In a pilot program, Amtrak will convert the Lake Shore Limited dining car into a club-diner that will continue to offer full-service meals, but add at-table beverage service outside of normal meal hours. As for the lounge car, the new offerings will include freshly-prepared sandwiches and salads similar to those served in café cars aboard the Boston-Washington Acela Express. If the Lake Shore Limited club-diner concept is successful, it may be expanded to other long-distance trains.
In the meantime, plans to institute a third Chicago-New York service by operating through cars via the Capitol Limited and Pennsylvanianhave stalled due to an equipment shortage. The same shortage has also delayed plans to expand operation of the Chicago-New York Cardinal from tri-weekly to daily. The Capitol-Pennsylvanian cars would be interchanged at Pittsburgh.
The equipment shortages may begin easing in October 2012 when the first of the 130 Viewliner II cars that Amtrak ordered from CAF USA are expected to enter service.
The Lake Shore Limited report also showed that the average age of passengers aboard the train is 54, that 62 percent of the riders are women, 53 percent are employed, 65 percent have a college degree, 41 percent have a household income between $50,000 and $100,000, and that 88 percent were traveling for non-business reasons, with 56 percent saying it was to visit family or friends.
Although the report did not provide any numbers, it indicated that passengers connecting with other Amtrak trains in Chicago accounted for a “significant portion of the Lake Shore Limited’s ridership and revenues.” Ridership in fiscal year 2010 was 364,460 and continues to trend upward. The report said riderhip in FY2011 – which ended Sept. 30 – was up by 7.1 percent over FY2010 for the period Oct. 1 to Aug. 31.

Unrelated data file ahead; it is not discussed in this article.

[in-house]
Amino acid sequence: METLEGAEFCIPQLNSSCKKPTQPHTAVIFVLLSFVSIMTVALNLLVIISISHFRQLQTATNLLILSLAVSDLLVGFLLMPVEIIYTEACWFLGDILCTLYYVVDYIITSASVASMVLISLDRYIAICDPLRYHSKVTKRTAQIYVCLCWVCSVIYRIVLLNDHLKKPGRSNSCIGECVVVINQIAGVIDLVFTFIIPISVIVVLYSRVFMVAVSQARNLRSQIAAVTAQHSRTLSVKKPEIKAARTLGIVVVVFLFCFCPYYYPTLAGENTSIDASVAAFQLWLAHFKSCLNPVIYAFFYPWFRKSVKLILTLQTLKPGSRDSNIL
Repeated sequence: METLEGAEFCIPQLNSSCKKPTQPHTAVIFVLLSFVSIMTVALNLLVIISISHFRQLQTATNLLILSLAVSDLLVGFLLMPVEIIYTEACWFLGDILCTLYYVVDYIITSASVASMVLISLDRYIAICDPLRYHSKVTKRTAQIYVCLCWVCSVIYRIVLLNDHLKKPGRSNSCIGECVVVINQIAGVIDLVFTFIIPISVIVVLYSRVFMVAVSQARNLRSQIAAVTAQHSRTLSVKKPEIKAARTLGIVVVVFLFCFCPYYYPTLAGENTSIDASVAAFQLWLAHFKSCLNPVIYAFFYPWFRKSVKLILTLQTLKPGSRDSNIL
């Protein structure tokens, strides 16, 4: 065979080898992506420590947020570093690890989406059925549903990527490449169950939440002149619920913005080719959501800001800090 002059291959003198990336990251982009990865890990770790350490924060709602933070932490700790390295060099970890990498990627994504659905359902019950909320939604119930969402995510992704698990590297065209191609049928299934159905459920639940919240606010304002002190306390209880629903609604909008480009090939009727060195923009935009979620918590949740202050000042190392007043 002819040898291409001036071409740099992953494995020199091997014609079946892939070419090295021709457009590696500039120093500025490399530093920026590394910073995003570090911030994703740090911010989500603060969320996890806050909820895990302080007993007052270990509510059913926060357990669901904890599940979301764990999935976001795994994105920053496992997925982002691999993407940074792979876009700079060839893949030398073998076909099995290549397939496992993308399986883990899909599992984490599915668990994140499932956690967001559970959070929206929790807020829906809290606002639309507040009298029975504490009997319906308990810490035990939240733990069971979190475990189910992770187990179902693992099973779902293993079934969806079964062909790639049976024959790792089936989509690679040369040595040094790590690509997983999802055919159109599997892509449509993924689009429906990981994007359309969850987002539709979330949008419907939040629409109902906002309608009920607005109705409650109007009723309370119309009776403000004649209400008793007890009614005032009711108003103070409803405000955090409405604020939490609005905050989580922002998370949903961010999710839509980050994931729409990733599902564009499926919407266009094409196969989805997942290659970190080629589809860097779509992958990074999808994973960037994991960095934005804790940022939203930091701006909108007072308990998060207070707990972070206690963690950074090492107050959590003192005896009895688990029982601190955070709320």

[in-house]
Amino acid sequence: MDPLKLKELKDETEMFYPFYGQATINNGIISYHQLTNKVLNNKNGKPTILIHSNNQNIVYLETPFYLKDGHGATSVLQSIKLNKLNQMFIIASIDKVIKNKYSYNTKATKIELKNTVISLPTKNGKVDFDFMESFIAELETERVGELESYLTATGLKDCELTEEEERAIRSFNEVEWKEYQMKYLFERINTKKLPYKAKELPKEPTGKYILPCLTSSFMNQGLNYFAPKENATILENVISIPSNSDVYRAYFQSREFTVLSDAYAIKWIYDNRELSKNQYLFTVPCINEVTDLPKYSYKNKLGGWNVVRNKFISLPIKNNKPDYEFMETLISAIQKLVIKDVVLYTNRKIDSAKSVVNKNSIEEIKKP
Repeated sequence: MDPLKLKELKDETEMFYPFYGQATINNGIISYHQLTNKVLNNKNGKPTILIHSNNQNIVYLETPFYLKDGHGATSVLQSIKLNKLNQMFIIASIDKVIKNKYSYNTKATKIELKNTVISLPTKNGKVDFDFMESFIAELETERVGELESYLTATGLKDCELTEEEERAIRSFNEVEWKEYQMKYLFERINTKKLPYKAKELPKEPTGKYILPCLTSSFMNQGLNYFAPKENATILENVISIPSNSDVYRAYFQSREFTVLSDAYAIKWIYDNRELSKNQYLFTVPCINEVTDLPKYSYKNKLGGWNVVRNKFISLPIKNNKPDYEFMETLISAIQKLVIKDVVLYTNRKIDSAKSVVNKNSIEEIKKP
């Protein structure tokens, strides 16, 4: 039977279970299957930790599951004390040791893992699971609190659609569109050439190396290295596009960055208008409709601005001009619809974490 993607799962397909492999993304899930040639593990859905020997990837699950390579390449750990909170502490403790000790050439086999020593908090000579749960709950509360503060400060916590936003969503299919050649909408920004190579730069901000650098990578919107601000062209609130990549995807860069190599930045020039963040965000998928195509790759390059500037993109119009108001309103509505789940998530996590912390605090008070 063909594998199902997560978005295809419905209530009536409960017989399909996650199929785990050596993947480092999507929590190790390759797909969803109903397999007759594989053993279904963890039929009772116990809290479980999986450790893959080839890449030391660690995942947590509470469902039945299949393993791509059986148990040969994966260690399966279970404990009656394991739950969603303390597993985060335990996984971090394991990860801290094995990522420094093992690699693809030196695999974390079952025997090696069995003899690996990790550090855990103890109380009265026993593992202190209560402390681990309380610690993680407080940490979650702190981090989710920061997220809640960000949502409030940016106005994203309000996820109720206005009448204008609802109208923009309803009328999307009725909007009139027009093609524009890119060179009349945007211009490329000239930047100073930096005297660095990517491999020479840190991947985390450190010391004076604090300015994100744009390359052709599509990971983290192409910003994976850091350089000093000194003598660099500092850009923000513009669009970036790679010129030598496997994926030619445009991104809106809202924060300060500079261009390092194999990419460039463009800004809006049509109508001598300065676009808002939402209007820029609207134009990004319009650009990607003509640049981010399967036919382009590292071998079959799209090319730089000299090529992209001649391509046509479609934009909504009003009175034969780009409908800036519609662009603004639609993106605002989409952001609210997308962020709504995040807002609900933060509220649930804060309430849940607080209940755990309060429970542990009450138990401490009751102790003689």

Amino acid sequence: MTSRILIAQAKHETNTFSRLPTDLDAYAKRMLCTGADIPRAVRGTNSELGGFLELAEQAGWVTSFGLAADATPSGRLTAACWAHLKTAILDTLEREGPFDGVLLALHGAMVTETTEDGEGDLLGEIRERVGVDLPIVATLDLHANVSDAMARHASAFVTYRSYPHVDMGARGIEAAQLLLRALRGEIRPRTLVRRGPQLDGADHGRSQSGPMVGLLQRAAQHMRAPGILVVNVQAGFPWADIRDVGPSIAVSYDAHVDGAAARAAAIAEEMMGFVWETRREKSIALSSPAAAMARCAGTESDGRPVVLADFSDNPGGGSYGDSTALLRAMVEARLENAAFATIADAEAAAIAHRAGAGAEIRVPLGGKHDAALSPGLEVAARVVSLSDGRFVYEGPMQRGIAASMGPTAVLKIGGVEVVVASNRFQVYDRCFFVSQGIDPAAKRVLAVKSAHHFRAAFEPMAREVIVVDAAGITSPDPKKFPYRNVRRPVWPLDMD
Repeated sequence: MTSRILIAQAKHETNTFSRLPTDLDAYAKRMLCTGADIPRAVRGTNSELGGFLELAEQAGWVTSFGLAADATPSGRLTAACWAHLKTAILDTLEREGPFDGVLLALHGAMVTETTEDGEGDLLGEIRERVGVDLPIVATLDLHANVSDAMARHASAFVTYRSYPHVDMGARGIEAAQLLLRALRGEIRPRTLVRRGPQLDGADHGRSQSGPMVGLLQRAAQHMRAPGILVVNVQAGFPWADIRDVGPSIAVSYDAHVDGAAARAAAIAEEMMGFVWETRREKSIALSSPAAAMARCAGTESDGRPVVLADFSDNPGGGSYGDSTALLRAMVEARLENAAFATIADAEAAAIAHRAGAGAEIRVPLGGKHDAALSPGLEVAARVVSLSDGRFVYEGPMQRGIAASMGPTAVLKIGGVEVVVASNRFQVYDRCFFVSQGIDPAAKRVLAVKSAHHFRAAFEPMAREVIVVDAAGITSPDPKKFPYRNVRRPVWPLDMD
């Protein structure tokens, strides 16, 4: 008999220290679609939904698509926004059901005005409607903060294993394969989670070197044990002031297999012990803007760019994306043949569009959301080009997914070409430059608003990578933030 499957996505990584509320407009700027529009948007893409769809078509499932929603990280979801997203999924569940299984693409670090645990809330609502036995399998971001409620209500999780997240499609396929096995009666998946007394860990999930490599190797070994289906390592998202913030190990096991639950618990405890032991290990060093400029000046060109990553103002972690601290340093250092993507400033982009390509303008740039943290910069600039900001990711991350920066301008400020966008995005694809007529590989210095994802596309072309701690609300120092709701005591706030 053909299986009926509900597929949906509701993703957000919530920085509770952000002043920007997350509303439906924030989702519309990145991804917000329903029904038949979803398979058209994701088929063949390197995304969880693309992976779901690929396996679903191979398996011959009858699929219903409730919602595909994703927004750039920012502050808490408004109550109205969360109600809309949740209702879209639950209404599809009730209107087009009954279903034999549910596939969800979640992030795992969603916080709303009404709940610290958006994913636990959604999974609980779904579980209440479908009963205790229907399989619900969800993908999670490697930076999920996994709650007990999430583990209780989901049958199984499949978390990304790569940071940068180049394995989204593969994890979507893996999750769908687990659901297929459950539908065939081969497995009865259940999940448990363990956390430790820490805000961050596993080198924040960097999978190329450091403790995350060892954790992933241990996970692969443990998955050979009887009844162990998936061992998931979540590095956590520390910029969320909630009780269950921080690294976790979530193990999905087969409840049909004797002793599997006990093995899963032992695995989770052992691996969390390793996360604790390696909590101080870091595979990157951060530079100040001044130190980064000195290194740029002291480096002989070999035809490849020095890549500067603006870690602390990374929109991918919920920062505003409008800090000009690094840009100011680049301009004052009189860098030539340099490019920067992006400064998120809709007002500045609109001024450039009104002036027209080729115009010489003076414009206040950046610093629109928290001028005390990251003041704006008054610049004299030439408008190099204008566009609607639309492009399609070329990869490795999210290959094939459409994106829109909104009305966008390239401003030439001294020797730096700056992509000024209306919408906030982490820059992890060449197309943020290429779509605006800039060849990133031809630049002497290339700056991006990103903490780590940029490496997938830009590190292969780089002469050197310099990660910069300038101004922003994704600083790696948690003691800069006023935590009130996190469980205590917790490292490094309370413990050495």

The average coach passenger travels 483 miles while the average sleeping car passenger on the Lake Shore Limited travels 764 miles.
Ten city pairs accounted for 44 percent of the FY2010 patronage with the largest of those being Chicago-New York (11 percent). The other top city pairs were Buffalo-Chicago and Chicago-Syracuse, with 5 percent each; Albany-Chicago and Chicago-Rochester, with 4 percent each; and Boston-Chicago, New York-Syracuse, Chicago-Toledo, New York-Rochester and Albany-Boston, all accounting for 3 percent each.
The effects of the proposed changes for Northeast Ohio residents boarding and detraining at Cleveland will be relatively minor. Passengers coming from Chicago will be able to have dinner in the diner. But Cleveland’s “middle of the route” status means that Amtrak operations here will continue to be a nocturnal operation and, in fact, will become darker as the Lake Shore Limited schedule gravitates more toward the dead of night hours.
Depending on how the Capitol Limited is rescheduled, Amtrak may find itself placing four of its six Chicago-East Coast trains through Cleveland in relatively close proximity. With Cleveland having a single-track platform, Amtrak passengers can expect to bear the brunt of the operating challenges that may occur if one or more trains is operating substantially late.